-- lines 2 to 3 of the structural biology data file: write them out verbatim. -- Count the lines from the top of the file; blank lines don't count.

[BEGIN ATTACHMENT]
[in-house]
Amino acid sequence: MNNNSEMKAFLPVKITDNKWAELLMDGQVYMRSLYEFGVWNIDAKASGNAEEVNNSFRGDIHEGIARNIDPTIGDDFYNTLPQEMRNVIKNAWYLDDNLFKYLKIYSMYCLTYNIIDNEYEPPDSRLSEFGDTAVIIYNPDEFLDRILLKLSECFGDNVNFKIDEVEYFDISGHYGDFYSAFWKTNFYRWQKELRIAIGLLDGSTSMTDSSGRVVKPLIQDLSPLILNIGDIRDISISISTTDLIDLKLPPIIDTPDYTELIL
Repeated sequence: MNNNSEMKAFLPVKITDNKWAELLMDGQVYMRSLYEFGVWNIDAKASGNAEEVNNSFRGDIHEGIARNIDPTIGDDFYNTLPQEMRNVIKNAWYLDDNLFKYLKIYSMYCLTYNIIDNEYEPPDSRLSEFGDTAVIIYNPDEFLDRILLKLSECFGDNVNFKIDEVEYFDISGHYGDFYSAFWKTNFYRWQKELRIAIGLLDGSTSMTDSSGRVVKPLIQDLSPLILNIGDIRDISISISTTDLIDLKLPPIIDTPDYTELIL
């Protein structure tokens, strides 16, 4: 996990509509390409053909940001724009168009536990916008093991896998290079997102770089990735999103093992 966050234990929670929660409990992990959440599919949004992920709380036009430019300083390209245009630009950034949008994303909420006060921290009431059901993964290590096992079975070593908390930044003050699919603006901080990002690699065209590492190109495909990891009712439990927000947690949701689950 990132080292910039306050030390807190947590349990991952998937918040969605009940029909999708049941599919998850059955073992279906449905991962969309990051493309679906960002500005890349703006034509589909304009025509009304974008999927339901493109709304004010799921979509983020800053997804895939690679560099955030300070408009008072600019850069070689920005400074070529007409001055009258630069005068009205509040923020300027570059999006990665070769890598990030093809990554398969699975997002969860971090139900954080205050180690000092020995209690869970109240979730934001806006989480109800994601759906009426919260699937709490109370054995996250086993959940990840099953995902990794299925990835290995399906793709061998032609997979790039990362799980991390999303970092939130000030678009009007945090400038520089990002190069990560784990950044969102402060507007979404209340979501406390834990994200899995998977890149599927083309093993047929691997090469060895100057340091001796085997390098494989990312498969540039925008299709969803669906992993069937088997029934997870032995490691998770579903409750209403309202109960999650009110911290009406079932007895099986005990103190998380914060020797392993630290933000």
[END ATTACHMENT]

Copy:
Amino acid sequence: MNNNSEMKAFLPVKITDNKWAELLMDGQVYMRSLYEFGVWNIDAKASGNAEEVNNSFRGDIHEGIARNIDPTIGDDFYNTLPQEMRNVIKNAWYLDDNLFKYLKIYSMYCLTYNIIDNEYEPPDSRLSEFGDTAVIIYNPDEFLDRILLKLSECFGDNVNFKIDEVEYFDISGHYGDFYSAFWKTNFYRWQKELRIAIGLLDGSTSMTDSSGRVVKPLIQDLSPLILNIGDIRDISISISTTDLIDLKLPPIIDTPDYTELIL
Repeated sequence: MNNNSEMKAFLPVKITDNKWAELLMDGQVYMRSLYEFGVWNIDAKASGNAEEVNNSFRGDIHEGIARNIDPTIGDDFYNTLPQEMRNVIKNAWYLDDNLFKYLKIYSMYCLTYNIIDNEYEPPDSRLSEFGDTAVIIYNPDEFLDRILLKLSECFGDNVNFKIDEVEYFDISGHYGDFYSAFWKTNFYRWQKELRIAIGLLDGSTSMTDSSGRVVKPLIQDLSPLILNIGDIRDISISISTTDLIDLKLPPIIDTPDYTELIL